Lecturers sequence their teaching exceptionally well to help learners learn and recall key artistic concepts before moving onto more complex art projects that further develop learners' knowledge and skills. In fine art sessions, lecturers teach learners about the scope of materials that they can use in painting.

Learners then move on to studying and producing initial line drawings in black and white, and then to integrating colour and tone. Adult learners on access to higher education programmes successfully acquire knowledge of formal elements and principles of drawing techniques and apply this knowledge in their coursework, enabling them to master advanced skills quickly.

Learners respond very positively to the high expectations set by their lecturers.

They approach challenging, employer-led projects enthusiastically and creatively. Learners demonstrate a good understanding of wider social issues and the beneficial impact that the creative industries have on society. They take on active roles in artistic projects set by lecturers and employers that enable them to contribute to improving their local communities.

For example, learners develop and apply their understanding of tactical urbanism through a project on which they submit artwork designs to an international competition that focuses on the town council's regeneration of the town centre. They develop ideas on engaging communities in regenerating derelict spaces, taking good account of social needs, well-being and mental health.

Leaders and managers have developed a very effective careers education programme that provides learners with useful information about different progression routes available to them, including higher education, apprenticeships and employment.

Lecturers provide a very wide and inclusive range of additional activities that enable learners to access activities that prepares them well for their next steps. For example, leaders have renamed Wednesday afternoon activities 'Professional Studies', a time when learners access presentations and guest speakerships from industry specialists and curated talks by leading designers from specialist design studios. As a result, learners better understand routes into employment and are increasingly more aspirational in their career ambitions.

Leaders and staff create an extremely calm and orderly environment where learners are supported in their learning to develop behaviours and attitudes that prepare them very well for their next steps. Lecturers on level 3 graphics programmes reinforce expectations of learners to focus on and be diligent in their studies, reminding them after breaks that they should promptly focus on their individual projects and stay on task. As a result, learning is highly purposeful and productive, and learners develop work-ready skills such as dedication, focus and commitment.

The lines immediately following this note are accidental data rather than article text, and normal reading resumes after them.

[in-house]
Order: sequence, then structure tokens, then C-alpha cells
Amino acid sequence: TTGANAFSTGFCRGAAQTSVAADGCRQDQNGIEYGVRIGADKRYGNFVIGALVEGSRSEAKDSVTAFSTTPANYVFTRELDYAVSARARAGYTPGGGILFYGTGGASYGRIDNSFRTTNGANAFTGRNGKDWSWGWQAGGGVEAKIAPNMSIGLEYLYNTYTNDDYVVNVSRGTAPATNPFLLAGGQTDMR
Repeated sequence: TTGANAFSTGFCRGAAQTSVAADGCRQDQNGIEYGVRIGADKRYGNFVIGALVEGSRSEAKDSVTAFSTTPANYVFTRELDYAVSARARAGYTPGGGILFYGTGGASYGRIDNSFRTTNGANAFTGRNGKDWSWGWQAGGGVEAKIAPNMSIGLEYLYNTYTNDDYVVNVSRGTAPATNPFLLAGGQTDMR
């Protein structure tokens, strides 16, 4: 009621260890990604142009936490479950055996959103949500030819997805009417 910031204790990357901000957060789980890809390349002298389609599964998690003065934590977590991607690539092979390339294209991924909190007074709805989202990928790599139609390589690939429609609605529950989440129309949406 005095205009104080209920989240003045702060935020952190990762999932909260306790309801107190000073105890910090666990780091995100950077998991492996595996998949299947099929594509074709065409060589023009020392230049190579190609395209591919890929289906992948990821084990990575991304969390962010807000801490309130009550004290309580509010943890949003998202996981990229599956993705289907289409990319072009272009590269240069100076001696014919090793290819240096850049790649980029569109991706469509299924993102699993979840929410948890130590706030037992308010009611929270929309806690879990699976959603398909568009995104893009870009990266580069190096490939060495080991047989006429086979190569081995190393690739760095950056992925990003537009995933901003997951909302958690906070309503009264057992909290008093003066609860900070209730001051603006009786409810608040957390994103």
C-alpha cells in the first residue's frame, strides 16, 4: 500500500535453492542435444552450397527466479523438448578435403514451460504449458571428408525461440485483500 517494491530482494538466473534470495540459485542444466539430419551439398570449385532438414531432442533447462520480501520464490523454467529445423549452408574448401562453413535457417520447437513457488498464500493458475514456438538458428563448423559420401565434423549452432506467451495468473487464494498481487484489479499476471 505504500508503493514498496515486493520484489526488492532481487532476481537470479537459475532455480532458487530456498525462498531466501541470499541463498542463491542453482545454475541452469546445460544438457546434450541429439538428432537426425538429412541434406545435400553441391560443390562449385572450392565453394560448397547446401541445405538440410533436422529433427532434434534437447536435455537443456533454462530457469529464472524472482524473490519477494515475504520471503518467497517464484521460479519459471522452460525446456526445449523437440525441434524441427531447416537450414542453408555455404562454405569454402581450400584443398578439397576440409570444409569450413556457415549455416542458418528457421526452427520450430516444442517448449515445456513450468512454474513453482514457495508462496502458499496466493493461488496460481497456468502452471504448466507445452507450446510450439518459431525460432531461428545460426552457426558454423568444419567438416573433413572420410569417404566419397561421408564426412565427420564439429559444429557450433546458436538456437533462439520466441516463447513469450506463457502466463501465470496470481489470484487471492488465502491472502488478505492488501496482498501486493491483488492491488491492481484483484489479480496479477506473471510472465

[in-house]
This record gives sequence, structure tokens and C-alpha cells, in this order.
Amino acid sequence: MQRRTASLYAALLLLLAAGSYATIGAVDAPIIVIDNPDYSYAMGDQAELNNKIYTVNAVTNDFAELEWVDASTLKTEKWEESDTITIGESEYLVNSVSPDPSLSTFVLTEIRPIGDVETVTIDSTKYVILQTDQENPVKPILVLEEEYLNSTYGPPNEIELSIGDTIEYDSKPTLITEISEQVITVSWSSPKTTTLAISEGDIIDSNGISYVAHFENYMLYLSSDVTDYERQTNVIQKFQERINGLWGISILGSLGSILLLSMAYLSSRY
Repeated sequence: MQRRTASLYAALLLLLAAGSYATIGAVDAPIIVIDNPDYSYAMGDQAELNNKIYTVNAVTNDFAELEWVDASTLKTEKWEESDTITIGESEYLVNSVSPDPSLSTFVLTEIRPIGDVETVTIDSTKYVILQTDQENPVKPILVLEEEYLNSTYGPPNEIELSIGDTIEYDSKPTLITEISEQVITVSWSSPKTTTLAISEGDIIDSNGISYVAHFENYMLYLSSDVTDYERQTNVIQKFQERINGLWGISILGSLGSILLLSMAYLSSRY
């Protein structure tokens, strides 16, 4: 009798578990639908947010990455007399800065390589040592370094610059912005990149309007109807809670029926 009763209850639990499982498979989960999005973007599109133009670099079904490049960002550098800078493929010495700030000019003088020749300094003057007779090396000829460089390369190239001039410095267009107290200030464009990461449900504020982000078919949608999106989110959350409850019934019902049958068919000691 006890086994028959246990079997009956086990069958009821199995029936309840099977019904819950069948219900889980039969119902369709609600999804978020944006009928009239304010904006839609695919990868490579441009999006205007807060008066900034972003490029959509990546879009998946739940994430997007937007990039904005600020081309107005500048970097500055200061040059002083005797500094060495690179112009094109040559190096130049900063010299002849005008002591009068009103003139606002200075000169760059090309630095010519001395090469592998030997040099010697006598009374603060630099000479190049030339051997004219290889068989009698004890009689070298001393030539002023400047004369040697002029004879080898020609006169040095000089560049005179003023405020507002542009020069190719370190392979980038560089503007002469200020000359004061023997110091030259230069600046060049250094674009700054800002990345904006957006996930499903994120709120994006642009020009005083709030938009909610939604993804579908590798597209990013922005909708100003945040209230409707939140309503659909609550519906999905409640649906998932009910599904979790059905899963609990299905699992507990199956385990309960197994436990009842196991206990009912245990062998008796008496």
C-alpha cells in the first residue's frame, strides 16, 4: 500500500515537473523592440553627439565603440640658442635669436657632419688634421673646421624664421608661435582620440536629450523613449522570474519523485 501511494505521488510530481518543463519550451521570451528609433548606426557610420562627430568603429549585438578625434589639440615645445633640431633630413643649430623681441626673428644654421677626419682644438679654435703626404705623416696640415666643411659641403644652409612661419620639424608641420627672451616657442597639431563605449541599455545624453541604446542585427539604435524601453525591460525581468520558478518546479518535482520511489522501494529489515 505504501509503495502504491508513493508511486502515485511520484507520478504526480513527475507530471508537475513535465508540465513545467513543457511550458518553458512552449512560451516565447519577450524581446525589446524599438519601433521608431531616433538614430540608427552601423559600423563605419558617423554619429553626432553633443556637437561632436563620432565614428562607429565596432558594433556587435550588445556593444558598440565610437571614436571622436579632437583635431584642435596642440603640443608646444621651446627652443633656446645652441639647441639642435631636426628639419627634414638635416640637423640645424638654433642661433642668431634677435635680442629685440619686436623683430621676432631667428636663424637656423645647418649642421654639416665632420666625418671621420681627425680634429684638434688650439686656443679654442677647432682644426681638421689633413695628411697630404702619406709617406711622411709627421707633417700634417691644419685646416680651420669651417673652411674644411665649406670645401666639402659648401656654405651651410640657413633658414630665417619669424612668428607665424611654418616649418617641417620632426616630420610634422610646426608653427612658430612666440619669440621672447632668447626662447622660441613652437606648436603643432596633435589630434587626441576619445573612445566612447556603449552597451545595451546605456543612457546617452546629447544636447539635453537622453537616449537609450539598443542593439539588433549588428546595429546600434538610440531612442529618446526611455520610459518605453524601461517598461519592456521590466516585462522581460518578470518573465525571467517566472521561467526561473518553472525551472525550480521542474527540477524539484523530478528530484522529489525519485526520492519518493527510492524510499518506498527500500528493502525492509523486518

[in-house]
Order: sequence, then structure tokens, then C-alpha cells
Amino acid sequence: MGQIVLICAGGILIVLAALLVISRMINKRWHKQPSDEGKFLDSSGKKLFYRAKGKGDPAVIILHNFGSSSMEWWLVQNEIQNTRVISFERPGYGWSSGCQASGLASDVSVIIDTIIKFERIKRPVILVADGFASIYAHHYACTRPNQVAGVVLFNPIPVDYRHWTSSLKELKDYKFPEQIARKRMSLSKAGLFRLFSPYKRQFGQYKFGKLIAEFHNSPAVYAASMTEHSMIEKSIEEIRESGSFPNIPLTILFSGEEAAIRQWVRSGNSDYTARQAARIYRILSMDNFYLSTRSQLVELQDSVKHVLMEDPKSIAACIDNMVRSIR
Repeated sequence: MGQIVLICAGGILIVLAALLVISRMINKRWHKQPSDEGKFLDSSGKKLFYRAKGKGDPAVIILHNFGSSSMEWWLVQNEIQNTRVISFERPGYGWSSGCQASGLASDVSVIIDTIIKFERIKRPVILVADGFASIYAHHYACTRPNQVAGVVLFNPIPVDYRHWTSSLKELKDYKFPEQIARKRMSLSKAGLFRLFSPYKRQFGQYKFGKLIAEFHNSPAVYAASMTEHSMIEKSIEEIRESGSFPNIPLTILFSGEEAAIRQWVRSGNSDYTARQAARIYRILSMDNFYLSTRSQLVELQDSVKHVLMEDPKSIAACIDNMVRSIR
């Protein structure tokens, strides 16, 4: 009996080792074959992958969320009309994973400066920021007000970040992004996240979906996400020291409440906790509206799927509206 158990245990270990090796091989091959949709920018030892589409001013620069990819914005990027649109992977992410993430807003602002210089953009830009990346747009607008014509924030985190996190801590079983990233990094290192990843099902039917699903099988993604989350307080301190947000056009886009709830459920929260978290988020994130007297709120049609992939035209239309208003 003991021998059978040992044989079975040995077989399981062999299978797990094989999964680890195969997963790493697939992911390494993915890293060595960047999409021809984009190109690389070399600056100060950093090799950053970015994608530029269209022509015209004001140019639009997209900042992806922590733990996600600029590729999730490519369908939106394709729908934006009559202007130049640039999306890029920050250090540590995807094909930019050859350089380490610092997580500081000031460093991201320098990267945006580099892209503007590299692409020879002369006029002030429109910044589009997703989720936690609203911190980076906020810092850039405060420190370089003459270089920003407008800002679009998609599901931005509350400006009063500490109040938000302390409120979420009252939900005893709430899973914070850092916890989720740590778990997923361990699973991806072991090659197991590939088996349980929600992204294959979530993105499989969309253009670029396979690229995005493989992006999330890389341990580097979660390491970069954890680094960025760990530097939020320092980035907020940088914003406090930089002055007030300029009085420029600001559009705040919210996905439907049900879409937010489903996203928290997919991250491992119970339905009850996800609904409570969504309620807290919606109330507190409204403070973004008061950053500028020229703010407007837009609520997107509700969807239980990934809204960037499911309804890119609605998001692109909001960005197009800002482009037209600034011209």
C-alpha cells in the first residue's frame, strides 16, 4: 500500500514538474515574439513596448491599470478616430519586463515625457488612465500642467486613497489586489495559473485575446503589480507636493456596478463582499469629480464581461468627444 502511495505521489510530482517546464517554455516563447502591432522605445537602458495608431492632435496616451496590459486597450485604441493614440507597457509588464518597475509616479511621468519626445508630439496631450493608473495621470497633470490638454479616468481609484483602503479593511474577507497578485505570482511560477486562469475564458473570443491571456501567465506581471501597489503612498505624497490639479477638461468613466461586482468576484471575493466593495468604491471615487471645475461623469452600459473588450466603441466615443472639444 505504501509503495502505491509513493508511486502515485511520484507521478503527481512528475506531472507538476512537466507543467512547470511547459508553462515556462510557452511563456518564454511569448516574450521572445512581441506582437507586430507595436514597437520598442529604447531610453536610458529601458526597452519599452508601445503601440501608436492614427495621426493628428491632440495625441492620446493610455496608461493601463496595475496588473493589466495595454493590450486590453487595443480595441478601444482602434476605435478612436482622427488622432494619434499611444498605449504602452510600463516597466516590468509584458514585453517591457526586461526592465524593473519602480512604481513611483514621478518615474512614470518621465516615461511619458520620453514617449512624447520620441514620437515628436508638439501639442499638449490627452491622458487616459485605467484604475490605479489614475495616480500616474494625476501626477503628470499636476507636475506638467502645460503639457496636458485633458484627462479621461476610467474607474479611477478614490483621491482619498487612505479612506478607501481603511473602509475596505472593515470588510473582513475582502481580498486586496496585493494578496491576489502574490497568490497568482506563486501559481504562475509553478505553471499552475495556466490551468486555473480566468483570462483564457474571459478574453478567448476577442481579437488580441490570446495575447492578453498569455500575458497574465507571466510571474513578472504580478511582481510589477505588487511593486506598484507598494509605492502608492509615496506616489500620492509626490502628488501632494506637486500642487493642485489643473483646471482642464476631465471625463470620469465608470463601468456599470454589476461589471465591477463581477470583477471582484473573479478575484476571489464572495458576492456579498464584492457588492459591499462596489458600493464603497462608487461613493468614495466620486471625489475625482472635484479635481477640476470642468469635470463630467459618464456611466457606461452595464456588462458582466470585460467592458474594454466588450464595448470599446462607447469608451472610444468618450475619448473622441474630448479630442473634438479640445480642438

Leaders and other staff identify appropriate and timely personal goals for learners with high needs. The special educational needs and disabilities coordinator regularly assesses individual learning plans to ensure that goals and education, health and care plan outcomes are met. As a result, learners with high needs make good progress in acquiring the wider skills they need to prepare themselves for adulthood.

Lecturers successfully incorporate wider social issues into their teaching. Learners develop very mature attitudes about being tolerant and wholly accepting of difference. As a result, learners consistently demonstrate a very secure understanding of fundamental British values in their behaviours and their artistic work.

For example, learners maturely explore and consider challenging stimuli such as racism, hate crime, homophobia and the rule of law that results in exceptional project work incorporating, through multimedia approaches, social themes such as feminism.


The arrangements for safeguarding are effective.

Leaders and managers have highly effective systems in place to safeguard learners.

The designated safeguarding lead and deputies are highly experienced and have a very secure oversight of safeguarding concerns. Leaders have appointed appropriate staff who respond well and appropriately to learners who are referred to them with serious safeguarding concerns. These staff manage each case carefully and refer to additional external support services, such as general practitioners, mental health advocacy services, social services and the police, where necessary.

Learners trust staff at the school implicitly and know that staff will take very swift actions to assist them with any safeguarding concerns. For example, during the darker winter months, learners raised concerns to staff in the student services team about their fears of taking a dark route to the train station. Managers took prompt action to provide learners with personal alarms and gave specific instructions on how to use these by applying the 'trigger, throw and run' method.